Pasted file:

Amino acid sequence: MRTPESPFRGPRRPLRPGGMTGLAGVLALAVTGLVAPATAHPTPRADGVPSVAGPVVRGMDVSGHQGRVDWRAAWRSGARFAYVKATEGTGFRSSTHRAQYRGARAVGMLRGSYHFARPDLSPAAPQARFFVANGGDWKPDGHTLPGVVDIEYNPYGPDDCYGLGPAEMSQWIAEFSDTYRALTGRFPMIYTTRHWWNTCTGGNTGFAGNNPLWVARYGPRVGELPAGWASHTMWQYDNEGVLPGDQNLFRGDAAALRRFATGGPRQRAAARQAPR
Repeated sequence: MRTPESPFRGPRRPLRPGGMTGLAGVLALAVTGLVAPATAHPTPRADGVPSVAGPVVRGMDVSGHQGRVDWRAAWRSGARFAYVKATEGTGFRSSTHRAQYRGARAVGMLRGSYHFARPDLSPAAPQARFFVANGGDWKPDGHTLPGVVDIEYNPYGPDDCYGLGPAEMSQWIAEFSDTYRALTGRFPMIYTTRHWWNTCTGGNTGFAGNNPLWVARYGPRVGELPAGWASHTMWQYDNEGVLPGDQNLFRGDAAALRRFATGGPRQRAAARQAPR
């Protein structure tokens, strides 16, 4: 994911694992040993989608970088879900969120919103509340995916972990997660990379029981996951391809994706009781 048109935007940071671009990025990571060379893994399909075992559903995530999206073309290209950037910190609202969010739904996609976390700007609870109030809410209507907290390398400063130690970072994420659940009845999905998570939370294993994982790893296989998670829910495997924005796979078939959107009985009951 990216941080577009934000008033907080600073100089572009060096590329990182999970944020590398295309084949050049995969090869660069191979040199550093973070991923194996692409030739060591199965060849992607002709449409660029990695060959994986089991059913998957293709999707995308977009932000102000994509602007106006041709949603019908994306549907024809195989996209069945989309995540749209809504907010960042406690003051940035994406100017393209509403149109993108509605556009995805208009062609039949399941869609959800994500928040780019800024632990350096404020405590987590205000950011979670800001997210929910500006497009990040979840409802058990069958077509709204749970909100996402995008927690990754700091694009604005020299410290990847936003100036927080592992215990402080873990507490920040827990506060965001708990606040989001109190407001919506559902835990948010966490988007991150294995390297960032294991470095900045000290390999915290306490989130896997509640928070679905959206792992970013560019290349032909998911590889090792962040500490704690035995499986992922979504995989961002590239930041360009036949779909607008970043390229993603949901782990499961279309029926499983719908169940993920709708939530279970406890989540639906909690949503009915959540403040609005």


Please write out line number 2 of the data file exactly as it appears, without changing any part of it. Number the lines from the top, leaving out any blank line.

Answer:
Repeated sequence: MRTPESPFRGPRRPLRPGGMTGLAGVLALAVTGLVAPATAHPTPRADGVPSVAGPVVRGMDVSGHQGRVDWRAAWRSGARFAYVKATEGTGFRSSTHRAQYRGARAVGMLRGSYHFARPDLSPAAPQARFFVANGGDWKPDGHTLPGVVDIEYNPYGPDDCYGLGPAEMSQWIAEFSDTYRALTGRFPMIYTTRHWWNTCTGGNTGFAGNNPLWVARYGPRVGELPAGWASHTMWQYDNEGVLPGDQNLFRGDAAALRRFATGGPRQRAAARQAPR